Bob, the DOE has not got a clue. My guess is that they are heavily influenced by US wannabee battery makers, trying to get subsidies to develop their technology, which is years behind the Koreans.
SK Energy, supplier to Hyundai, is doing pack right now which get 5,000 cycles down to 85%.

Renault prefers to lease rather than sell batteries, so their pack for 100 mile nominal range is likely to be leased for 100 Euros/month, around $120.
Doing the sums and writing it off after 5 years, normal for leasing, you come out to around $7200 for the pack.
The DOE is giving $5k in 11 years time!


Ford are trying to just slam batteries into existing bodies, so they hope that the compactness of batteries will decrease enough so that they can put them in instead of a petrol tank in a few years, and people will still stick to 100 miles!
The used the Focus as the basis for their EV, and simply took the boot for batteries!
Who is going to buy this bodge instead of a Leaf?
They could have used the C-Max on the same chassis as the basis and actually built a decent car.

The point they make about the need to reduce costs is fair enough, and I can't see the battery most folk buy as getting to 400 mile range.
I do think that it will grow a bit from present levels though.
The Leaf uses a 24 kwh battery, and gets a nominal 100 miles, which can be up to 138 miles at a steady 40 mph or some such, or down to 47 miles on a hot day in heavy traffic with the air con on full.
The Leaf batteries will also be down to around 80% of capacity after 100k miles, so the range further reduces.

My guess is that the life of batteries will be greatly increased, as we already know how to do that - see the SK energy batteries - which will take care of range reduction with time, whilst the pack might increase to around 35kwh, so giving a much more genuine 100 miles.

If you only use it for long trips, a cheap ICE car kept in the garage and only rarely used is not expensive.

The other direction which might prove popular is cheaper hybrids.
Peugeot/Citroen are going for the hybid 4 system, which is radically simpler than the Prius-type configuration, as it uses and ICE to drive the front wheels and a small electric motor for the rear, throwing in 4 wheel drive without a transmission tunnel as a free bonus.
SK Energy can do a battery pack for this sort of configuration right now, with the 7.9kwh pack only occupying 2.3cu ft and providing 20 miles of electric only driving, whilst providing assist to the ICE so that the engine can be smaller and more fuel efficient as it is aided in acceleration.


This is the bit that interests me:

"Ford expects there to be four cycles of battery chemistry improvement over the next 10 years."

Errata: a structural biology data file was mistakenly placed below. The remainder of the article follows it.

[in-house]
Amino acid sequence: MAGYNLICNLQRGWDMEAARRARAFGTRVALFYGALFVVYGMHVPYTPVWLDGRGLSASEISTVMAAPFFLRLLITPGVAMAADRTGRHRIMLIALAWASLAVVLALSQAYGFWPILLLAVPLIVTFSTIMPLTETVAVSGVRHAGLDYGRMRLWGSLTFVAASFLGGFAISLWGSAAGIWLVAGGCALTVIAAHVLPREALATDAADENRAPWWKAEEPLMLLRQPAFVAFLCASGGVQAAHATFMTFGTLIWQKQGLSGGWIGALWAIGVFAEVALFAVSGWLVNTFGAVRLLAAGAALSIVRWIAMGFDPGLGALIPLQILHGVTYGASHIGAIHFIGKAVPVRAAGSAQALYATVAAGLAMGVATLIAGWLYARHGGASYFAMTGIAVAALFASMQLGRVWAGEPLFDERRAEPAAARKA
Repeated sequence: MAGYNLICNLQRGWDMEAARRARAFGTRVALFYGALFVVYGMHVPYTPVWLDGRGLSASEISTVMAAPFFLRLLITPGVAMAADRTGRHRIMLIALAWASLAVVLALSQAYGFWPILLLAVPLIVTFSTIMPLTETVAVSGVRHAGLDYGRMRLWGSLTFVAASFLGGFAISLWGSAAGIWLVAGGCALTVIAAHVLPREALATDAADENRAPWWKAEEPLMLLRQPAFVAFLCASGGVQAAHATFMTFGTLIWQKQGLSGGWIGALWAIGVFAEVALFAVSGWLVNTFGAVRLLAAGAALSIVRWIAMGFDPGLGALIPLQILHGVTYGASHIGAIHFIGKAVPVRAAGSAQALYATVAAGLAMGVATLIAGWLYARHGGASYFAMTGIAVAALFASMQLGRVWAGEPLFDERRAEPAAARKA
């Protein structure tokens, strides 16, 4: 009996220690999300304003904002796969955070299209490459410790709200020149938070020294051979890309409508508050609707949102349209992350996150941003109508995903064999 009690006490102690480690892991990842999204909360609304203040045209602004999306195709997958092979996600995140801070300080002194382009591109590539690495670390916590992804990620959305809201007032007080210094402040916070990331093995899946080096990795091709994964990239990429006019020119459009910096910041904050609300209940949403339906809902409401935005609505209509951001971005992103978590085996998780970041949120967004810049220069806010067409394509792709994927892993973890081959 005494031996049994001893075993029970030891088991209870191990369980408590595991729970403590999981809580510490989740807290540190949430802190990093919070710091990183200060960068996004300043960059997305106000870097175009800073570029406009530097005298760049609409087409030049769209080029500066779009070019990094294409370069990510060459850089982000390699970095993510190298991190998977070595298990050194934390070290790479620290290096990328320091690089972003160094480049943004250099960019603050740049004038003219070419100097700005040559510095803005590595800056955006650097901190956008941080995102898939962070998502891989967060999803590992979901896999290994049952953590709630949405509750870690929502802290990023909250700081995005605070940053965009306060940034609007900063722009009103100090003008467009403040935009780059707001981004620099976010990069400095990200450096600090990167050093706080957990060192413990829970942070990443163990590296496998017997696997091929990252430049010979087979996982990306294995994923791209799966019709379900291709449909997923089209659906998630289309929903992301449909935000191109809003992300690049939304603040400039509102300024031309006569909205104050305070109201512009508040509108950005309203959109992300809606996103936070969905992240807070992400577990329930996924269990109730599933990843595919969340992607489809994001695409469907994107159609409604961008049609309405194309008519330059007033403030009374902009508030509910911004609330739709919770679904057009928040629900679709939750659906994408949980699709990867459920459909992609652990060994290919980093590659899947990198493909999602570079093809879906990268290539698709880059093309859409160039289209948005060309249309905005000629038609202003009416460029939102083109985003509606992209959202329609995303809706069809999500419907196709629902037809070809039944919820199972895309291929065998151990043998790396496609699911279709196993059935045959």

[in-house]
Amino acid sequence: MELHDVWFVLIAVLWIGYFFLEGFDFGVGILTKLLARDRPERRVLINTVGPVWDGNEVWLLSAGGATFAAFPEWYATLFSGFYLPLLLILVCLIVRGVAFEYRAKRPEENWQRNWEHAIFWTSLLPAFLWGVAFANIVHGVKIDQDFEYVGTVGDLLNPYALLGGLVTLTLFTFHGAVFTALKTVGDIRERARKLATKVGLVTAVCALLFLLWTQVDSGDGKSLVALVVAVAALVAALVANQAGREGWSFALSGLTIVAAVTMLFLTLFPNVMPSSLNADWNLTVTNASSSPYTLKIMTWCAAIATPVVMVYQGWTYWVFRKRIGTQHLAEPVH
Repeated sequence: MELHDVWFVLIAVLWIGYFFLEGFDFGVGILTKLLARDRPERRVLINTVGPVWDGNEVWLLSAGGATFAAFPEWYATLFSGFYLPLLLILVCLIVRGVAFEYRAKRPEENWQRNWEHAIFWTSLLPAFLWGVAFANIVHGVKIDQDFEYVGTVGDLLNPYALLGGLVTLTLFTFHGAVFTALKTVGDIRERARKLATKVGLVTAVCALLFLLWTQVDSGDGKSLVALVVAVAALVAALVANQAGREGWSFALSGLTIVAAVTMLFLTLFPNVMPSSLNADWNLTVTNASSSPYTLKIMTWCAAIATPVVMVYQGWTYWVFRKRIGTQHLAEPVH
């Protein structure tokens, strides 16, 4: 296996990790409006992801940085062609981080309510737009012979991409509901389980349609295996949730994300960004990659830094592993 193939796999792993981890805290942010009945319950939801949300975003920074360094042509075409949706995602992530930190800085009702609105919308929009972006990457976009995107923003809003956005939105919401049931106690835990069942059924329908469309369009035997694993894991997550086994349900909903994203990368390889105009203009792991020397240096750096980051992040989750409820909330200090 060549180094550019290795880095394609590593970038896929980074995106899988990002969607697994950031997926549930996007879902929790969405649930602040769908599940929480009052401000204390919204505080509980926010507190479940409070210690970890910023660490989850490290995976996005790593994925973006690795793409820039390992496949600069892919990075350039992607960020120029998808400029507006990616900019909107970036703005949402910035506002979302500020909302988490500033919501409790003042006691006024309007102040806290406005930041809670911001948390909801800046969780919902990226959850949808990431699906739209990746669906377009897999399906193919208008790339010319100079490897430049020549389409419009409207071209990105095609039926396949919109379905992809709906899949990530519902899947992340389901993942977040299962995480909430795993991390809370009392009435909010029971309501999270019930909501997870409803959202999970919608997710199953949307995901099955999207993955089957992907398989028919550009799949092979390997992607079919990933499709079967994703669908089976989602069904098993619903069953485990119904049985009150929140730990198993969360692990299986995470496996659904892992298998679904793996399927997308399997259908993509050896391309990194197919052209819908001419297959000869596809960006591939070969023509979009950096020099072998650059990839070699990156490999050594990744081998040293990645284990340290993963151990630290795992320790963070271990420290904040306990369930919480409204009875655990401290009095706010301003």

What are they aware of that we aren't? How big will each jump be every 2.5 years?


I once thought 100 mile EVs were too limited and that less expensive EREVs would dominate. GM's $41k price tag for the Volt changed my mind. I now see BEVs such as Nissan's $33k LEAF as the best solution, especially once they hit critical mass and range-extending trailer rentals pop up on the outskirts of every city:



I agree. People may see that 100 miles works just fine and if the price as right, it is a deal. If they use batteries that can be quick charged, charging stations will come along and people may wonder why we did not do this long ago.


We can hope that these figures are pessimistic.

Even if they aren't, there are other factors to consider.

  1. Electrification isn't the only thing happening; downsizing and Ecoboost run in parallel.
  2. Consumers will probably select the most efficient vehicles for applications with the most mileage.
  3. New vehicles are used much more heavily than older ones; roughly half of lifetime mileage is driven in the first 6 years.
The most heavily-used (daily city routes, 30-50 miles) vehicles will make a disproportionate difference in total fuel requirements.


EP has it right, we are tackling this on many fronts. It makes sense to go for the heavy users, 1 million big rigs and millions of commuters.


Is the Volt a step backward from the older EV-1 with regards to aerodynamic, weight and rolling resistance? If so, why did GM go backward?

By 2020, many car manufacturers will mass produce lighter weight, superior aerodynamic e-vehicles. Coupled with improved lower cost batteries and drive trains, BEVs will go 350+ miles (500+ Km) between quick charges.

Interesting 10+ years ahead.

Is the Volt a step backward from the older EV-1 with regards to aerodynamic, weight and rolling resistance? If so, why did GM go backward?
Being able to seat more than 2 seems a reasonable tradeoff for aerodynamics, and avoiding exotic materials like carbon fiber does wonders for affordability.

Todays exotic materials may be tomorrows common materials. It happened many times before. The world went from wooden to steel vehicles and may very well go from steel to fibers by 2030/2050. Its not always a question of cost. Wooden bodies were cheap than steel versions but the switch took place because steel was easier to stamp, machine and more rugged. It was good publicity and sales went up.

Common sense will eventually prevail and the majority will be using under one-tonne e-vehicles sooner than we think. Going from 2 to 4 or 5 seats should not add that much weight.


Status quo takes on many forms. When the economy is doing well and oil is cheap, why change? When we need innovation and oil prices are rising, no one has the money to change. This is why we need a managed economy, so that we have counter balances that don't get us stuck when we need to move.


In a fluid technology state such as currently exists
in the all-important battery space, any estimates of future production rates are totally ridiculous. Ford probably issed their silly estimate motivated by something other than a search for answers. If you don't know what the future will look like, just exactly how do you justify making plans for same? Apparently Ford is taking its cue from our brailess administration and
speaking in Pollyanniac terms.